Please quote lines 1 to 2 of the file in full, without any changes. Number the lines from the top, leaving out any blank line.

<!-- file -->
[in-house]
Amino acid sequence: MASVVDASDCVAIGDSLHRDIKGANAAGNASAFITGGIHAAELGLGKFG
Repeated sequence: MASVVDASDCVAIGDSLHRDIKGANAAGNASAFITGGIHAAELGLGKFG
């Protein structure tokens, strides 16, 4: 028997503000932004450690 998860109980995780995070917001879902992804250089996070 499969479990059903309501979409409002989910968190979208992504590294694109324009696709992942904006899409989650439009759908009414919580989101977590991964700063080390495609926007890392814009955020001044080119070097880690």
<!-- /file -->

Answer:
[in-house]
Amino acid sequence: MASVVDASDCVAIGDSLHRDIKGANAAGNASAFITGGIHAAELGLGKFG